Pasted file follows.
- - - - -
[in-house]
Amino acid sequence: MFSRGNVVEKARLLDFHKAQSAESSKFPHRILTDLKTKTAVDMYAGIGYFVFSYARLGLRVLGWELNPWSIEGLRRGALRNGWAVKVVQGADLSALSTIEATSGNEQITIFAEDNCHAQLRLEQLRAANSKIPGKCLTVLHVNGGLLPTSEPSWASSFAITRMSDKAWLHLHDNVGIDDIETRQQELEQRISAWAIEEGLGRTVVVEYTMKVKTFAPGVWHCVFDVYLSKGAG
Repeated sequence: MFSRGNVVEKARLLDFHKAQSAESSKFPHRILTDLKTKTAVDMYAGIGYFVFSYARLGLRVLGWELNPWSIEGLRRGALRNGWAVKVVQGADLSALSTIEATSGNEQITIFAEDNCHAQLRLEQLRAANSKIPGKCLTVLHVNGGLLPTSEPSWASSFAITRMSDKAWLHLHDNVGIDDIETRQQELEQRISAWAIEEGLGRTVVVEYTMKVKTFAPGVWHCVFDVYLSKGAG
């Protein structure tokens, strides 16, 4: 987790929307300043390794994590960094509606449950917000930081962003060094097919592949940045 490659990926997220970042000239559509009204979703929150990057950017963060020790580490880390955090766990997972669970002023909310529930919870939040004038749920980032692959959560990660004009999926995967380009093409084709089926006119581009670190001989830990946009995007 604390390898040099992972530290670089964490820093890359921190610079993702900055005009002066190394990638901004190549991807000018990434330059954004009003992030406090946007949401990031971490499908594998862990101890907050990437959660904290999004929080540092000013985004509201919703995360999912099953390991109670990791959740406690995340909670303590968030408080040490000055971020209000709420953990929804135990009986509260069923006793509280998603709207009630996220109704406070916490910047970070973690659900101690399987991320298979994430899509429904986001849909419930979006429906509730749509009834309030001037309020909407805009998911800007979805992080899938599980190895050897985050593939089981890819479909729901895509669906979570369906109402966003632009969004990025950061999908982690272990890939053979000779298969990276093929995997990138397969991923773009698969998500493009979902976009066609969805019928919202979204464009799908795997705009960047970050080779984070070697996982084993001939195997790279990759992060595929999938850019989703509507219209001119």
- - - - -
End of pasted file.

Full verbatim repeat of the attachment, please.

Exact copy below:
[in-house]
Amino acid sequence: MFSRGNVVEKARLLDFHKAQSAESSKFPHRILTDLKTKTAVDMYAGIGYFVFSYARLGLRVLGWELNPWSIEGLRRGALRNGWAVKVVQGADLSALSTIEATSGNEQITIFAEDNCHAQLRLEQLRAANSKIPGKCLTVLHVNGGLLPTSEPSWASSFAITRMSDKAWLHLHDNVGIDDIETRQQELEQRISAWAIEEGLGRTVVVEYTMKVKTFAPGVWHCVFDVYLSKGAG
Repeated sequence: MFSRGNVVEKARLLDFHKAQSAESSKFPHRILTDLKTKTAVDMYAGIGYFVFSYARLGLRVLGWELNPWSIEGLRRGALRNGWAVKVVQGADLSALSTIEATSGNEQITIFAEDNCHAQLRLEQLRAANSKIPGKCLTVLHVNGGLLPTSEPSWASSFAITRMSDKAWLHLHDNVGIDDIETRQQELEQRISAWAIEEGLGRTVVVEYTMKVKTFAPGVWHCVFDVYLSKGAG
């Protein structure tokens, strides 16, 4: 987790929307300043390794994590960094509606449950917000930081962003060094097919592949940045 490659990926997220970042000239559509009204979703929150990057950017963060020790580490880390955090766990997972669970002023909310529930919870939040004038749920980032692959959560990660004009999926995967380009093409084709089926006119581009670190001989830990946009995007 604390390898040099992972530290670089964490820093890359921190610079993702900055005009002066190394990638901004190549991807000018990434330059954004009003992030406090946007949401990031971490499908594998862990101890907050990437959660904290999004929080540092000013985004509201919703995360999912099953390991109670990791959740406690995340909670303590968030408080040490000055971020209000709420953990929804135990009986509260069923006793509280998603709207009630996220109704406070916490910047970070973690659900101690399987991320298979994430899509429904986001849909419930979006429906509730749509009834309030001037309020909407805009998911800007979805992080899938599980190895050897985050593939089981890819479909729901895509669906979570369906109402966003632009969004990025950061999908982690272990890939053979000779298969990276093929995997990138397969991923773009698969998500493009979902976009066609969805019928919202979204464009799908795997705009960047970050080779984070070697996982084993001939195997790279990759992060595929999938850019989703509507219209001119």